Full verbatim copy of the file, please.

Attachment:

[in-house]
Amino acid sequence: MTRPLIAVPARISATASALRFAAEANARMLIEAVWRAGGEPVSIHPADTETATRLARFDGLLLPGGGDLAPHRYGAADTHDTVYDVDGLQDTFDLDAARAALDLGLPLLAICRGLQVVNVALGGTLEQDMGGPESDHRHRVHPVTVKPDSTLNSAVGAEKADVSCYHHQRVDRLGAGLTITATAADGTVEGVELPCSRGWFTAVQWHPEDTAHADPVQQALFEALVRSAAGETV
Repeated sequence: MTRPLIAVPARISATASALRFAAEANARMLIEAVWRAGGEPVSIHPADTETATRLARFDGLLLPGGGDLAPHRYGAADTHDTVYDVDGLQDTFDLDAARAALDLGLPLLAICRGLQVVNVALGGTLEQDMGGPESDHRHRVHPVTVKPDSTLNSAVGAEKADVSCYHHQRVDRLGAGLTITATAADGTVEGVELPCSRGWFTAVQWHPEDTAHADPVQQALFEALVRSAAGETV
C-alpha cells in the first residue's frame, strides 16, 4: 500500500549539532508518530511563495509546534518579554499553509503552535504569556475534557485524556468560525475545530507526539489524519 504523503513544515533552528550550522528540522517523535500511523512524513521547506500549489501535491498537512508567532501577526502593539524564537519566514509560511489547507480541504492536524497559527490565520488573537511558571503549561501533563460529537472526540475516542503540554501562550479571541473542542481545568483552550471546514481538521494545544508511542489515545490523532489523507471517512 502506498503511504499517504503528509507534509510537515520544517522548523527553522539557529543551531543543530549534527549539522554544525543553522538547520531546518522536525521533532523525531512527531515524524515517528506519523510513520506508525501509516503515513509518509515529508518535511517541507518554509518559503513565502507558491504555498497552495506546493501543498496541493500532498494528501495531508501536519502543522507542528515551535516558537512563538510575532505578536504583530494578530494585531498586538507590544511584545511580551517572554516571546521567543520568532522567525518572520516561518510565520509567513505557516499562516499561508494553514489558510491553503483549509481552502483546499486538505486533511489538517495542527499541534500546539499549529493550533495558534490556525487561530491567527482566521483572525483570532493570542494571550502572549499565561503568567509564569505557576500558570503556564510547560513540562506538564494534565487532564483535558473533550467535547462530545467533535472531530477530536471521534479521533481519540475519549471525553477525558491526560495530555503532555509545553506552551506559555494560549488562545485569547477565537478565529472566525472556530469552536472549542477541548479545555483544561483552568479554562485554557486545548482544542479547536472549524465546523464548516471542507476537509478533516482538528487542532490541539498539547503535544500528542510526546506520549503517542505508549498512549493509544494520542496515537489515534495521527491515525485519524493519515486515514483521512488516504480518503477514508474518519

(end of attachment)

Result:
[in-house]
Amino acid sequence: MTRPLIAVPARISATASALRFAAEANARMLIEAVWRAGGEPVSIHPADTETATRLARFDGLLLPGGGDLAPHRYGAADTHDTVYDVDGLQDTFDLDAARAALDLGLPLLAICRGLQVVNVALGGTLEQDMGGPESDHRHRVHPVTVKPDSTLNSAVGAEKADVSCYHHQRVDRLGAGLTITATAADGTVEGVELPCSRGWFTAVQWHPEDTAHADPVQQALFEALVRSAAGETV
Repeated sequence: MTRPLIAVPARISATASALRFAAEANARMLIEAVWRAGGEPVSIHPADTETATRLARFDGLLLPGGGDLAPHRYGAADTHDTVYDVDGLQDTFDLDAARAALDLGLPLLAICRGLQVVNVALGGTLEQDMGGPESDHRHRVHPVTVKPDSTLNSAVGAEKADVSCYHHQRVDRLGAGLTITATAADGTVEGVELPCSRGWFTAVQWHPEDTAHADPVQQALFEALVRSAAGETV
C-alpha cells in the first residue's frame, strides 16, 4: 500500500549539532508518530511563495509546534518579554499553509503552535504569556475534557485524556468560525475545530507526539489524519 504523503513544515533552528550550522528540522517523535500511523512524513521547506500549489501535491498537512508567532501577526502593539524564537519566514509560511489547507480541504492536524497559527490565520488573537511558571503549561501533563460529537472526540475516542503540554501562550479571541473542542481545568483552550471546514481538521494545544508511542489515545490523532489523507471517512 502506498503511504499517504503528509507534509510537515520544517522548523527553522539557529543551531543543530549534527549539522554544525543553522538547520531546518522536525521533532523525531512527531515524524515517528506519523510513520506508525501509516503515513509518509515529508518535511517541507518554509518559503513565502507558491504555498497552495506546493501543498496541493500532498494528501495531508501536519502543522507542528515551535516558537512563538510575532505578536504583530494578530494585531498586538507590544511584545511580551517572554516571546521567543520568532522567525518572520516561518510565520509567513505557516499562516499561508494553514489558510491553503483549509481552502483546499486538505486533511489538517495542527499541534500546539499549529493550533495558534490556525487561530491567527482566521483572525483570532493570542494571550502572549499565561503568567509564569505557576500558570503556564510547560513540562506538564494534565487532564483535558473533550467535547462530545467533535472531530477530536471521534479521533481519540475519549471525553477525558491526560495530555503532555509545553506552551506559555494560549488562545485569547477565537478565529472566525472556530469552536472549542477541548479545555483544561483552568479554562485554557486545548482544542479547536472549524465546523464548516471542507476537509478533516482538528487542532490541539498539547503535544500528542510526546506520549503517542505508549498512549493509544494520542496515537489515534495521527491515525485519524493519515486515514483521512488516504480518503477514508474518519